Small predicts poor leadership will crash the PNP
With the gamut of biting criticisms and roars of disapproval blasting the Portia Simpson Miller-led administration from all angles, a fresh verbal assault has been unleashed by a former high-profile member of the People's National Party (PNP).
Describing the administration as intellectually incapacitated, former Finance Minister Hugh Small is predicting that the Government is doomed to crash into a political abyss, in its search for an agreement with the International Monetary Fund (IMF).
"We are going to pay a heavy price ... this is because, for the first time in its history, the leadership of the organisation (PNP) is not armed with a requisite intellectual firepower to advance the party," Small told The Sunday Gleaner.
His comments came days after former junior minister in the PNP administration of the 1980's Errol Ennis launched a broadside against the Simpson Miller-led Government.
painted a bleak picture
In a no-holds-barred interview, Small painted a bleak picture of the future of the party which he served for many years and declared that Portia Simpson Miller, whom he backed in the PNP's leadership race in 1992 when she lost to P.J. Patterson, does not have what it takes to rescue the organisation.
"The dilemma that the PNP now faces is that in the 75-year history as a party, it is the first time that (it is) being led by someone who does not have the intellectual capacity to carry the whole team along with the leadership," charged Small.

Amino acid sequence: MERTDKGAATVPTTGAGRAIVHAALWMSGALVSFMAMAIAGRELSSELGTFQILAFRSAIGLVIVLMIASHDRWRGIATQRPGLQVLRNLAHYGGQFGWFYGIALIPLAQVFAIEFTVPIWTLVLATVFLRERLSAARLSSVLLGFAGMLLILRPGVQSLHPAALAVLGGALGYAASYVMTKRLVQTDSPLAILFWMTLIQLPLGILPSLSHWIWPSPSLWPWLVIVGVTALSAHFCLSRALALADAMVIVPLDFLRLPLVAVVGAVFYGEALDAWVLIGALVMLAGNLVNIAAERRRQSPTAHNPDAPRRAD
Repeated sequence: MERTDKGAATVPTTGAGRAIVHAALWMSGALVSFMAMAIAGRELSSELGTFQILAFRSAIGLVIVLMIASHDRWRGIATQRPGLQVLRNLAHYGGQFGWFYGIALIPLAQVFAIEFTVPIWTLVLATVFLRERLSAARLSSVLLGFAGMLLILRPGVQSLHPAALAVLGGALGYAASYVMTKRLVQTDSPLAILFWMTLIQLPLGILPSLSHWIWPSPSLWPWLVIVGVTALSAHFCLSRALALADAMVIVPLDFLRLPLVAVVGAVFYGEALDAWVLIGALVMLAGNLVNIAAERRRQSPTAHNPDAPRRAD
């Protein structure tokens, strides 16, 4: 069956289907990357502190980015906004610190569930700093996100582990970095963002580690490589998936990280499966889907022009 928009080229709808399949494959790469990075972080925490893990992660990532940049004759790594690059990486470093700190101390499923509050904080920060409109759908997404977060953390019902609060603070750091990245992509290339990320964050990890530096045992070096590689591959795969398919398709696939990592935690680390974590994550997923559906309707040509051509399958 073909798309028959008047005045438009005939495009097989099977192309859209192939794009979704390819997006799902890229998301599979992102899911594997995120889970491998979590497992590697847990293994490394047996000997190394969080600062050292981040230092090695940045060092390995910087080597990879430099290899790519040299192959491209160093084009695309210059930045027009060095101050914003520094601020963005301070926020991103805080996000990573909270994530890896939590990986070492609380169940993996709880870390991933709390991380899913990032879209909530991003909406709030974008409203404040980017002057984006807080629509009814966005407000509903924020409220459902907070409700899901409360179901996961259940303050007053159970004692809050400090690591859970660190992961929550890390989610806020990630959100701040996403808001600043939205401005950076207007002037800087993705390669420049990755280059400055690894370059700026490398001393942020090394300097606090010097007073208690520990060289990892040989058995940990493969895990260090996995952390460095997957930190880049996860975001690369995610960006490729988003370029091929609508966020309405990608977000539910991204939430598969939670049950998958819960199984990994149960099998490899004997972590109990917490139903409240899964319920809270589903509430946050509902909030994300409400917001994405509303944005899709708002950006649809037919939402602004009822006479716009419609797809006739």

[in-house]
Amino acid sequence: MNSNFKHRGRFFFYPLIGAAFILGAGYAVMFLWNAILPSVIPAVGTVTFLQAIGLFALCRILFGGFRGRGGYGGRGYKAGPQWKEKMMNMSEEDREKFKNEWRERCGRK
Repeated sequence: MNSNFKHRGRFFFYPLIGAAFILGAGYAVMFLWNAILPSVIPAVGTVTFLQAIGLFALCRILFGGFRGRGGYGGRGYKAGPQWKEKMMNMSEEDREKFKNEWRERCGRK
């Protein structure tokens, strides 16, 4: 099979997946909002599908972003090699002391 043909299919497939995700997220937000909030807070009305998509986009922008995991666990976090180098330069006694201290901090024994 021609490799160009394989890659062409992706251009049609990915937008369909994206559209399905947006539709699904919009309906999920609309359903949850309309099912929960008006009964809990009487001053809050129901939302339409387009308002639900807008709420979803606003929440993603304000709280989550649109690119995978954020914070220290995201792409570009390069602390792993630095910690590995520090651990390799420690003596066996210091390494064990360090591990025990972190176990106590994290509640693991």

He argued that the first three PNP presidents - Norman Manley, Michael Manley and P.J. Patterson - possessed intellectual leadership skills.
populist mid-level leaders
He argued that more than the Jamaica Labour Party (JLP), the PNP has tended to attract a lot of populist mid-level leaders.
"By that, I mean people at the ministerial level," said Small, the legal mind who represented former JLP Leader and Prime Minister Bruce Golding at the Dudus/ Manatt Commission of Enquiry in 2011.
"These people rise in the party to hold significant positions, but who are not themselves intellectual powerhouses who can think abstractly but who are there for the fire that they provide for the party (and) to attract the populist support that (backs) the overall populism of the leader."
Small suggested that the prime minister has never been able to analyse the economic data presented to her.
He argued that the gravity of the situation was highlighted during the 2011 national leadership debate when Simpson Miller promised that her team would be able to speak to the IMF two weeks after returning to power.
"That is the product, not just of not having studied the factors over a long period but a feeling that you can trivialise it to satisfy the mass who don't have a full understanding."
Added Small: "(Bruce) Golding has left, Andrew Holness is saying bitter medicine, but these are things that we can deal with so that what happens now is that the urgency of dealing with the matter escapes the entire Government, not only because they are succeeding upon what the JLP had done in putting off ... but also because she does not take ownership of the problem."